By Staff Reports
LOS ANGELES (CNS)—Leaky capillaries in the brain portend early onset of Alzheimer's disease as they signal cognitive impairment before hallmark toxic proteins appear, according to a USC research study released Monday.
The findings, which appear in the current issue of Nature Medicine, could help with earlier diagnosis and suggest new targets for drugs that could slow down or prevent the onset of the disease, according to the researchers.
The number of Americans with Alzheimer's is expected to more than double to about 14 million in 40 years, according to the U.S. Centers for Disease Control and Prevention. There are currently five Alzheimer's drugs approved by the U.S. Food and Drug Administration that temporarily help with memory and thinking problems, but none that treat the underlying cause of the disease or slow its progression. Researchers believe that successful treatment will eventually involve a combination of drugs aimed at multiple targets.
USC's five-year study, which involved 161 older adults, showed that people with the worst memory problems also had the most leakage in their brain's blood vessels -- regardless of whether abnormal proteins amyloid and tau were present.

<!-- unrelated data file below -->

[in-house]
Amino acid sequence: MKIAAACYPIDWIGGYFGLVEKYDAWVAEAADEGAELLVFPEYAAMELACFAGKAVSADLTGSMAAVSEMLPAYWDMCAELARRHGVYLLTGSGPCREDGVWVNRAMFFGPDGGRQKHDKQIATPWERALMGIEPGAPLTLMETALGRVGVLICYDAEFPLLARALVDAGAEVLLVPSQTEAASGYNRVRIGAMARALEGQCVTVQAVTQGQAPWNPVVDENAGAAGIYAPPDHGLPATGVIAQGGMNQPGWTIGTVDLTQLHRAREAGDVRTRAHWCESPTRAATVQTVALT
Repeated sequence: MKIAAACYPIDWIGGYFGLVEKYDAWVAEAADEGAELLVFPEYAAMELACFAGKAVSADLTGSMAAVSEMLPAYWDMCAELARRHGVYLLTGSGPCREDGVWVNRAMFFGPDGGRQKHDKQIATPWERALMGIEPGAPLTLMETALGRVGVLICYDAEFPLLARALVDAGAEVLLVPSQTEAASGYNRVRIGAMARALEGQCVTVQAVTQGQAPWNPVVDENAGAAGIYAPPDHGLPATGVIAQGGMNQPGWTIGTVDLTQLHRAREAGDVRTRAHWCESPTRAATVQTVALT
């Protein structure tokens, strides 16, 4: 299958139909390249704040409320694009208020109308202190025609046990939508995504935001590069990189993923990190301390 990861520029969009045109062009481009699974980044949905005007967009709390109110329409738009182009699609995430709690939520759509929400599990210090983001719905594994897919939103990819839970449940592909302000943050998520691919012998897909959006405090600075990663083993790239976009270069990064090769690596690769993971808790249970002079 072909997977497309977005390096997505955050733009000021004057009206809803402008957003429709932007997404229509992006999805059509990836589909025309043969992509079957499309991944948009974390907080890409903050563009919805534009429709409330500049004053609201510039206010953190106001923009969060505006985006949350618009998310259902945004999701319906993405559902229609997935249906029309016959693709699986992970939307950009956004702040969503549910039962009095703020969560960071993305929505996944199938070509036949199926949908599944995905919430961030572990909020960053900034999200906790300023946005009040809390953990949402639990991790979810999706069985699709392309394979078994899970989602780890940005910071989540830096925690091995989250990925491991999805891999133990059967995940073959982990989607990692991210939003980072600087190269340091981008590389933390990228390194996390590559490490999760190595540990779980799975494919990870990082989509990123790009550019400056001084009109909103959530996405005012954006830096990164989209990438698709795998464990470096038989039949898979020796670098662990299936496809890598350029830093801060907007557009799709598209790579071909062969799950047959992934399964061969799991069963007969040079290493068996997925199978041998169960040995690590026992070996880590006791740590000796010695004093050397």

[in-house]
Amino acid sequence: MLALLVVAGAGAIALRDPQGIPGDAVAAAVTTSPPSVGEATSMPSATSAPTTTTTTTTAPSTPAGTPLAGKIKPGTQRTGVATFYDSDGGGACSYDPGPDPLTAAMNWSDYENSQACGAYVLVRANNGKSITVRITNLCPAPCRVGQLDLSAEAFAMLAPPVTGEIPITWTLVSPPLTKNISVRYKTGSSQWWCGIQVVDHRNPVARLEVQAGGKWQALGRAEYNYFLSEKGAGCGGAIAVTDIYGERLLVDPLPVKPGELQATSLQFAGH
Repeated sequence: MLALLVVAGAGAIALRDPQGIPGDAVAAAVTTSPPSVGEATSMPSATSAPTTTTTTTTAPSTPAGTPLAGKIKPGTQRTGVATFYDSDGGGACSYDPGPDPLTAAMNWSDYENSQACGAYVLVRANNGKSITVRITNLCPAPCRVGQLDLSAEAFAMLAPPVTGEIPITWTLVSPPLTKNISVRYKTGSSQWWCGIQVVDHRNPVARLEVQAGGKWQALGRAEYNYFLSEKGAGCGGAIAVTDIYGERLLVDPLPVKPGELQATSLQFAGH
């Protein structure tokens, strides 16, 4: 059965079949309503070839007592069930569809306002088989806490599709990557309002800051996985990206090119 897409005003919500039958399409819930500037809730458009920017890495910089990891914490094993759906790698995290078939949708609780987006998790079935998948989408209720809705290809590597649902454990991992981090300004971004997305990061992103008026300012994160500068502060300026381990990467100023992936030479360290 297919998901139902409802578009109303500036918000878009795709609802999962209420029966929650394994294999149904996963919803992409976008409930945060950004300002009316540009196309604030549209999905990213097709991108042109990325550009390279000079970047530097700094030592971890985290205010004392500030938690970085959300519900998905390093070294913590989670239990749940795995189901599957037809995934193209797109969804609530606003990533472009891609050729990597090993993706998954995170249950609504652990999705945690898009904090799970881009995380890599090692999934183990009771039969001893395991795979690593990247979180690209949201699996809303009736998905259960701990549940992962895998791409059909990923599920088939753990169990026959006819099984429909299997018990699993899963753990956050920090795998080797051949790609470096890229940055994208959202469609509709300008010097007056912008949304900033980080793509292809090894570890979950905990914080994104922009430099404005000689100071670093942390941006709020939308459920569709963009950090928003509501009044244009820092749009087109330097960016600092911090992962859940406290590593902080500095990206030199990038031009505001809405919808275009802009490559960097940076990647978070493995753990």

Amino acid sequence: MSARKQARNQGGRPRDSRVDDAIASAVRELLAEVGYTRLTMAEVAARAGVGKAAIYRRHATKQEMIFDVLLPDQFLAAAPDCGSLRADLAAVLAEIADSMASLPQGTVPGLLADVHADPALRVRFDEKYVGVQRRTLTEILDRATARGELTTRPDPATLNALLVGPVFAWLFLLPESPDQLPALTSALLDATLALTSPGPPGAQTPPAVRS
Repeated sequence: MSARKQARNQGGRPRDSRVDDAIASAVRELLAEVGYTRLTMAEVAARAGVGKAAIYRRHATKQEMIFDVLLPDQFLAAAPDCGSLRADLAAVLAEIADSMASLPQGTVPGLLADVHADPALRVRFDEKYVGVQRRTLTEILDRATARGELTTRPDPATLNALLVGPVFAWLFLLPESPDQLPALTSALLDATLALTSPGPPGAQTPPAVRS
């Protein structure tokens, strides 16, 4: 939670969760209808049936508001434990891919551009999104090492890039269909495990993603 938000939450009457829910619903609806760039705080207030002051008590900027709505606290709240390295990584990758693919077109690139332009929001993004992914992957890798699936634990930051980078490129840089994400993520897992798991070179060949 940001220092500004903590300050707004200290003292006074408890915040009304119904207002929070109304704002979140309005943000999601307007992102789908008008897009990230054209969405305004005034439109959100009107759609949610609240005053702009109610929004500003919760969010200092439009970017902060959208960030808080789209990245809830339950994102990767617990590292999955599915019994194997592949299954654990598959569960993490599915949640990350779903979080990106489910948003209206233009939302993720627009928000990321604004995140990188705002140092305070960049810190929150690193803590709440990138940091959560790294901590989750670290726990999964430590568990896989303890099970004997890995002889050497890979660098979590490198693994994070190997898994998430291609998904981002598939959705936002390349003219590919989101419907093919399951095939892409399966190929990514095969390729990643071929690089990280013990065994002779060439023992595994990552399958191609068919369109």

"The fact that we're seeing the blood vessels leaking, independent of tau and independent of amyloid, when people have cognitive impairment on a mild level, suggests it could be a totally separate process or a very early process," said senior author Berislav Zlokovic, director of the Zilkha Neurogenetic Institute at the Keck School of Medicine of USC. "That was surprising, that this blood-brain barrier breakdown is occurring independently."
In healthy brains, the cells that make up blood vessels fit together so tightly they form a barrier that keeps stray cells, pathogens, metals and other unhealthy substances from reaching brain tissue. Scientists call this the blood-brain barrier. In some aging brains, the seams between cells loosen, and the blood vessels become permeable.
"If the blood-brain barrier is not working properly, then there is the potential for damage," said co-author Arthur Toga, director of the USC Stevens Neuroimaging and Informatics Institute at the Keck School of Medicine. "It suggests the vessels aren't properly providing the nutrients and blood flow that the neurons need. And you have the possibility of toxic proteins getting in."
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